Thursday, May 05, 2011

Does God directly cause suffering...

I've noticed that some bloggers, like some preachers, have a tendency to "preach from the same passage" over and over.  I know I have.  There are some topics I'm tired of because I've mentioned them over and over--and I'm sure you are even moreso. I have had a couple of instances these last few weeks, however, that give examples of old topics, namely, that the OT read in context is not yet Christian.

One such occasion had to do with the possibility that a certain external person at some point might teach a course in a non-religion context at IWU on suffering and disability. This person uses a book by John Piper for her theology piece: Suffering and the Sovereignty of God.  I have advocated for the Arminian position also being represented if the course ever materializes.

Our position is that God may sometimes cause suffering directly, but that God's normal mode of operation is to allow humans to act freely and, I would say, to allow the creation to follow through its normal course of cause and effect.  As humans act freely and as the creation plays out cause and effect, suffering happens.  God allows it, signs off on it.  Yes, he's sovereign.

But the whole Purpose Driven Life, "what is God trying to tell me by causing me to get a pimple," is narcissistic clap-trap.  Yes, you can probably learn something valuable from breaking your arm, maybe even getting a pimple.  But God doesn't micro-manage his creation.  Grow up, baby head, and take some responsibility for your own actions.

The potential visitor on suffering was quite willing to include the Arminian perspective and apparently already did, but without a real sense of how to justify it.  Three passages were offered with a sense that they were pretty clear to her: Exodus 4:11, Psalm 94:9, and Isaiah 45:7.  Does not God directly decide to make people blind?

My response was that one cannot explain the differences between certain OT passages and other biblical passages unless one supposes a development in understanding on topics like this.  I mentioned James 1:13 which says God does not tempt people, while the OT clearly says that he has led people to evil on various occasions (e.g., 2 Sam. 24:1; 1 Sam. 18:10).  The only way to find unity between these two passages is to conclude that these OT passages do not understand God as fully as the NT does.

My standard example of such development is to compare 2 Sam. 24:1 with 1 Chronicles 21:1.  In the first, God incites David to take a census.  1 Chronicles says it was Satan who incited him.  What we see unfolding in the history of ideas is a distancing of God from the direct causation of evil.  In the NT, we have Satan and demons who, in addition to human flesh and desire, tempt and do evil. In the earlier parts of the OT, God is given credit for the whole sha-bang.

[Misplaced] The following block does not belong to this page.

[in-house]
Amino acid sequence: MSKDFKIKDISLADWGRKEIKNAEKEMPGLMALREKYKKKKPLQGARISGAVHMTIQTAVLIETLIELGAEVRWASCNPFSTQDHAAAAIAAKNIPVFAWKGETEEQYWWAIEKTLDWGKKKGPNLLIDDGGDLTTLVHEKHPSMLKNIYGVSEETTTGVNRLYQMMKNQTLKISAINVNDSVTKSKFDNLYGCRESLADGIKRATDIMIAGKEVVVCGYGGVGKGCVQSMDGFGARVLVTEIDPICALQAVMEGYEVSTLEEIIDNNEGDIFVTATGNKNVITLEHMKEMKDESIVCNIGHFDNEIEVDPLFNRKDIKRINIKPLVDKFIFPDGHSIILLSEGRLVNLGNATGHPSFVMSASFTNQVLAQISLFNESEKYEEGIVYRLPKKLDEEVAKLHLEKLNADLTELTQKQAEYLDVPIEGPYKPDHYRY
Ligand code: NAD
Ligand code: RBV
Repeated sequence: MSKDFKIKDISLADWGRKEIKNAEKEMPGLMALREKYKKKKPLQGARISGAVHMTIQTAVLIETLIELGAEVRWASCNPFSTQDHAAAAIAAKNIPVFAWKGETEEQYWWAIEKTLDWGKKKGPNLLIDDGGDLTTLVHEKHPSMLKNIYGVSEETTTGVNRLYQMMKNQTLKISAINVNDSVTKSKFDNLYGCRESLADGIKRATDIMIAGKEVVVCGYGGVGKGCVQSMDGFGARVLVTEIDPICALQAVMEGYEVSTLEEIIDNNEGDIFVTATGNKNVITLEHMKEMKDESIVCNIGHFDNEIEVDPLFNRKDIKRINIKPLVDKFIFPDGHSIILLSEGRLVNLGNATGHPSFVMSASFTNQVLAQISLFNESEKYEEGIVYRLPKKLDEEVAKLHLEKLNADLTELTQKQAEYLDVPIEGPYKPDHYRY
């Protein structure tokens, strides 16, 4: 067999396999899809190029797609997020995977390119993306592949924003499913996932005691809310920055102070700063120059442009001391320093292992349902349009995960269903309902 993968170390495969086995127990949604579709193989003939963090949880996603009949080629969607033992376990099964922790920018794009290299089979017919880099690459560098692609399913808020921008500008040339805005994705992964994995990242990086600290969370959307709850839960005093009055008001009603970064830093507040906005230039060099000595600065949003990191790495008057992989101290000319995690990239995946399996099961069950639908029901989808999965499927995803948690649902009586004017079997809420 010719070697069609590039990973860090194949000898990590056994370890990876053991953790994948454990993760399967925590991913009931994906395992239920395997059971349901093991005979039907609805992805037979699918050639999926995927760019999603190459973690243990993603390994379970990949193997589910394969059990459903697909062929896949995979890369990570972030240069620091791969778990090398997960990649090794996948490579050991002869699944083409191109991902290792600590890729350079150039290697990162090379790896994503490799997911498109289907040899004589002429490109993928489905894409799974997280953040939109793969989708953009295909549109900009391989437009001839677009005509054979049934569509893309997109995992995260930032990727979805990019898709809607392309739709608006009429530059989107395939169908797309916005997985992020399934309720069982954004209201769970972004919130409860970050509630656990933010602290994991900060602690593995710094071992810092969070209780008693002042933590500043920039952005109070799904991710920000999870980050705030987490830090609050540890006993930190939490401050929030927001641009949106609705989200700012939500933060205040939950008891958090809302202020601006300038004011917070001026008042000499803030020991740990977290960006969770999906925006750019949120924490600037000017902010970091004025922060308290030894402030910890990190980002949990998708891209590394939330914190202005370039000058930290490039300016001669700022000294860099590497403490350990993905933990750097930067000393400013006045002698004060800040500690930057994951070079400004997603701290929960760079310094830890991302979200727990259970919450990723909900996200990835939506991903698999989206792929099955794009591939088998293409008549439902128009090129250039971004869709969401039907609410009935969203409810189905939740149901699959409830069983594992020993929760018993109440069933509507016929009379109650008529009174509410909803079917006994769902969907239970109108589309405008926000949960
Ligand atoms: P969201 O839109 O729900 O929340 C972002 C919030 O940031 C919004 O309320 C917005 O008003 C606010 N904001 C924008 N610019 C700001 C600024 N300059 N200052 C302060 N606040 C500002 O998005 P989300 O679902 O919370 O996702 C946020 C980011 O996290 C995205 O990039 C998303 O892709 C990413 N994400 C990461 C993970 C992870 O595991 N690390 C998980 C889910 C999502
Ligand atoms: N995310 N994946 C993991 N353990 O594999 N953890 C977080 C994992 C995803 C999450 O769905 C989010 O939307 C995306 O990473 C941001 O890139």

A contextual reading of the OT is thus not yet Christian unless it is read in the light of the NT and a mature Christian understanding as it unfolded in the first few centuries of Christianity.  A Christian reading of the OT will filter its application through the NT and not directly apply it.


Kenneth D. Russell said...

Thanks a lot, Dr. Schenck! I appreciate the input you've laid out in your post! Keep 'em coming! :)

Todd Ter Avest said...

Thanks once again for making me think and challenging my perspective. I have read many of your blogs since becoming your student/FB friend and truly appreciate your insight. I have used some of them directly in our men's bible study and they never cease to stretch the group. I never have commented on one of these, so today is the day, so thanks again & I agree with Ken - Keep them coming!

Angie Van De Merwe said...

Does this development also mean that the "God/Man" (Trinitarian) development of the man, Jesus of Nazereth is the "Universal Christian"? I mean, that the Church developed theologically in understanding man's responsibility?

Bob MacDonald said...

Well... I think your advice can be read with the same prooftexting that leads to over-simplistic views of the OT. I have no idea what you mean by a Christian reading of the OT. How could the OT be less or more than Anointed since the wisdom of tradition has included it for our learning? I am somewhat suspicious of progress. With whom do we contend? Is there evil in the city and I the Lord have not done it? I am even more suspicious of the independent personification of a force of evil. The accuser gets no mention at the end of Job.

Mind you, I do read and study - mostly OT, and expecting to learn and be formed. You might find my brief notes on psalms 38 and 39 of interest. Psalm 39 was posted yesterday.

I think my main point here as in the comments on psalm 38 which I posted last week, is that we should not use texts or labels to keep us distant from God or keep God at arm's length as if we by our words understand the one with whom we contend. (The meaning of 'Israel' - one who strives with God).

Angie Van De Merwe said...

Perhaps, in light of Bob's comment, Jesus was the "Universal Man" he personified what the Christian Church valued, mercy.

The Jewish tradition valued "Law"/wisdom.

All religions claim their superiority of value. Which is more important in this day and age? That is a hard one. Because I don't believe in a "headless mercy" (Utopian, Platonic ideals in idealized "form") or a "heartless law" (politicizing/historicizing "ideal" action in reality)....both evangelicals and legalists qualify for these labels in my book.

"Headless/mindless mercy", or "heartless justice" are not wise in any book.

We compromise at our own demise if we have a headless/mindless mercy. This is why national security is of importance. And we do injustice to our values if we have a heartless legalism, as we take extenuating circumstances into consideration, when our courts judge a case....